D2C in Sports (It Will Impact Everything)

2022 was the year of marketplaces — where platforms connect the main players in sports together.

In 2023, we’ll see more of an emphasis on D2C.

What’s D2C?

Direct to consumer.

A direct-to-consumer business sells its own product directly to its end customers, without the help of third-party wholesalers or retailers.

In sports, this is about removing the middlemen.

direct to consumer with athletes

Straight from ____ to the athlete, company, team, organization, etc…

Let’s Dive In 👇

D2C in Sports

There’s only one thing you have to understand before I lay the groundwork…

There will ALWAYS be middlemen in sports (very few entities are going to manage everything on their own).


Software is helping to remove the unnecessary hands at the table, reduce the time deals take, and are making it easier for athletes + their teams around them.

Here’s where D2C is going in 2023:

Private Funding

Big League Advance is currently seeking $250M for its operation where it funds minor league baseball players.

Big League Advance minor league

The investment firm uses a simple D2C concept…

They pay MiLB players an upfront payment in exchange for a % of their future MLB earnings.

  • Example: $350,000 payment — 8% of future earnings.

In total, they’ve raised over $150M and have invested in hundreds of minor league baseball players.

I think we’ll continue to see this D2C funding model play out for ALL sports in the private market (including even possibly college).

It is also extending to the public as well…

Over the past few years, we’ve seen the rise of “stock market platforms”.

These enable fans to fund athletes directly — and own some of the upside potential in their careers).

Sports team owners invest in a player’s career, it’s only a matter of time before the public has that ability as well.


Look at the FTX debacle.

Steph Curry, Tom Brady, Shohei Ohtani, and Shaq all received negative publicity for taking money from a fraudulent crypto company.

ftx athletes

In today’s fragile society, where trust takes years to gain but only one day to lose — I think endorsements are changing.

And with athletes making so much money from salaries, it’s smarter to monetize directly from their followers or with their fans.

Endorsements will slow down and partnerships will become the norm.

What do I mean by partnerships?

Real business relationships that extend beyond just putting up a picture on Instagram or doing a photo shoot.

We’re talking about really getting behind brands — like equity and relationship building (on top of the endorsement money).

By going D2C, athletes have more of the upside — instead of just being an intermediary for brands to capitalize on their followers.


And this same model shifts down to college athletes as well.

It’s extremely time-consuming to do endorsements when you already have class, study hall, traveling, and your sport to worry about.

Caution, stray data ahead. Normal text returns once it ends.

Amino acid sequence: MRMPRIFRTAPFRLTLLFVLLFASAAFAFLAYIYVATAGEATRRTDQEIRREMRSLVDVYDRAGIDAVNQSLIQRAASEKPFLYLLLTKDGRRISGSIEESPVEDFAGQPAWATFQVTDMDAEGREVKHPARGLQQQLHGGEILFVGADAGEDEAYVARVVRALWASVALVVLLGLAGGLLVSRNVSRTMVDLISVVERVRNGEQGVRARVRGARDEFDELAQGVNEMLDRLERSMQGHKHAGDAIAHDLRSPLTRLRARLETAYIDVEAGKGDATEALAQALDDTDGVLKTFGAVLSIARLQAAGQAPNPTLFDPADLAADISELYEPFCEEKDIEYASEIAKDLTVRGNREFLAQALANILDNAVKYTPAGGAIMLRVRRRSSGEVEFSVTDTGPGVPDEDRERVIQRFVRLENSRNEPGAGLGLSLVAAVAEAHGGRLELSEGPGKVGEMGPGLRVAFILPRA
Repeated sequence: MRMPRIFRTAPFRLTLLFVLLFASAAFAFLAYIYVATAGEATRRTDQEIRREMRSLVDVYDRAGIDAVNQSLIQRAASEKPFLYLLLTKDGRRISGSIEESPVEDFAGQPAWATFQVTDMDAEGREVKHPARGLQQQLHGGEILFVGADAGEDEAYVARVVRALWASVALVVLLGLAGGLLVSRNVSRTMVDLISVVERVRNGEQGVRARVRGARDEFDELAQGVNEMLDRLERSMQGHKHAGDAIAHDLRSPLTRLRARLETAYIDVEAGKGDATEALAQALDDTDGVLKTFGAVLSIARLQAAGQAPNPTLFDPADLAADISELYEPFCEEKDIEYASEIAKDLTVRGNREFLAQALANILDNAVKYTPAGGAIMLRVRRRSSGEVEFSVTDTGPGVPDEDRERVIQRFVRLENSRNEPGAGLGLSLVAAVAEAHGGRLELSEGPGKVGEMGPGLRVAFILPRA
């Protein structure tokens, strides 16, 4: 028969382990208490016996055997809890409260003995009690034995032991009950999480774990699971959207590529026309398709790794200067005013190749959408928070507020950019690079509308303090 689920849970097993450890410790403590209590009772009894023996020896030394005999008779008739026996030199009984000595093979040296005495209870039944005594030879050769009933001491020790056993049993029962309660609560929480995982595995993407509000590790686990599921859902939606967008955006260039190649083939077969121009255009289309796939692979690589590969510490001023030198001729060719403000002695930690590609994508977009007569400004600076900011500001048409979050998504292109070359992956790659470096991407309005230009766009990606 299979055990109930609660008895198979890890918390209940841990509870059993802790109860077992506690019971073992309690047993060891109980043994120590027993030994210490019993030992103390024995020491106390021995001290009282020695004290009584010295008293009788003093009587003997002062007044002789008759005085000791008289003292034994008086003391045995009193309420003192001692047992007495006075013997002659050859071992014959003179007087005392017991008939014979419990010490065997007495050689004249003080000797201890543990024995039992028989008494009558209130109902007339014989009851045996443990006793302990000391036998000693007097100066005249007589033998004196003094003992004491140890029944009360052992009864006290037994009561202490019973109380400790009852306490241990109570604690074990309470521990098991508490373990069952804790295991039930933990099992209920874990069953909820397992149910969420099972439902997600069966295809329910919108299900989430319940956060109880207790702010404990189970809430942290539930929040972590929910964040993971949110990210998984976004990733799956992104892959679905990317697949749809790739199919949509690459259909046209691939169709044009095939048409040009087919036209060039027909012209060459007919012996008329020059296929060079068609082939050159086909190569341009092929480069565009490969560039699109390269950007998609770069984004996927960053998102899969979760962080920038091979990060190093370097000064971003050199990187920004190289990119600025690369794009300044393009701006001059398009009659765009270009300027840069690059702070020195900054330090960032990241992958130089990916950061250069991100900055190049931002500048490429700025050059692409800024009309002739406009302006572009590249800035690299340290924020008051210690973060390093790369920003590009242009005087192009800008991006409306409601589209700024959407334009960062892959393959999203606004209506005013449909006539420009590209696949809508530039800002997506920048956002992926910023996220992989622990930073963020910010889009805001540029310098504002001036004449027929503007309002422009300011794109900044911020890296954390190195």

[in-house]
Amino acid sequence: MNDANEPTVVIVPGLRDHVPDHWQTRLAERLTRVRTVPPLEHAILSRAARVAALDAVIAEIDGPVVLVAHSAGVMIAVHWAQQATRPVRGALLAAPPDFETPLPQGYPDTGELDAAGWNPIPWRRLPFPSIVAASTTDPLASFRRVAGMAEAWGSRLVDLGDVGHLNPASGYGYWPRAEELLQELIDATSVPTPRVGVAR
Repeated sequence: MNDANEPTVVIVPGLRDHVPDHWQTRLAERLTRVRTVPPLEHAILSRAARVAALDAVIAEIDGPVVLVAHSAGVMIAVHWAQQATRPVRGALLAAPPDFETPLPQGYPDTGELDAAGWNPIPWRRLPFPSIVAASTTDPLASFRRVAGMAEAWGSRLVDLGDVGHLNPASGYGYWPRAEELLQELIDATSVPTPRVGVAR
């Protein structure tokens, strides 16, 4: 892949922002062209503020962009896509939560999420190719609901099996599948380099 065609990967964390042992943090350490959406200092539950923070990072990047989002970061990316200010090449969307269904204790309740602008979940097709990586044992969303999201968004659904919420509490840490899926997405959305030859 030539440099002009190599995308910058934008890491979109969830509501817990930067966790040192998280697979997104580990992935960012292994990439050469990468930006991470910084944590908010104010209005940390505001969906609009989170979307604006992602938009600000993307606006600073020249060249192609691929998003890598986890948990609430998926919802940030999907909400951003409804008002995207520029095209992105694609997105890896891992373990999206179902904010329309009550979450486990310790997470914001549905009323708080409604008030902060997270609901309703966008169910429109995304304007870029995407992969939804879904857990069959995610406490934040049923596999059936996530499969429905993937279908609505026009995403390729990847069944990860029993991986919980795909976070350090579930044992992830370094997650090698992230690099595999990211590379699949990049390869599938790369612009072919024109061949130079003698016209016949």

alabama football nil

Platforms that reduce this friction will rise.

And we’re certain to see platforms that entirely skip anyone even knowing if an athlete did a deal with a brand.

Platforms that garner brands access to the athlete/team/organization followers.

And at the end of the day…

That’s what brands really want right?

To reach the most amount of people in their ideal audience.


Companies aren’t the only ones who want DIRECT access to athletes.

Investment firms want notable athletes as limited partners (LPs) and sometimes even general partners (GPs).

But even that creates a middlemen scenario.

Which is why…

Many athletes are starting their own investment funds (going directly to companies for funding instead of through a third-party VC).

Serena Ventures VC
Serena Ventures raised a $111M fund

Why are they doing this?

Trust, notoriety, and more upside.

One Downside I Forsee…

With athletes wanting the D2C route — there are some potential downfalls.

In the past, we were worried about athletes making bad investments…

In the future, we’ll be more worried about athletes starting “bad” companies or losing their reputations by attempting to tackle an idea on their own.

Jake Paul is a current example of this (although it’s working out great so far).

Stake offered him millions to endorse their micro-betting company — instead he started, Betr, his own brand which is nearly identical to Stake.

jake paul betr and stake

D2C — it’s the name of the game in the creator economy.

Quick pointer for founders…

It’s great to have athletes on the cap table — but you should also know which ones aren’t afraid to start companies themselves.

Going Forward

I anticipate we’ll see a BIG direct-to-consumer (D2C) push in 2023.

Instead of athletes allowing brands to garner all of the upside from their audience, they’ll sell directly to their followers through ownership of products, services, and portfolio companies.

Many platforms are being built to enable this direct form of monetization (and will continue to be).

Speaking of D2C…

My guest on this week’s podcast, Nick Esayian, dropped some gems about how D2C is impacting the sports equipment space (like how companies such as Nike and Dick’s Sporting Goods are using data to remove middlemen and sell directly to their end customers).

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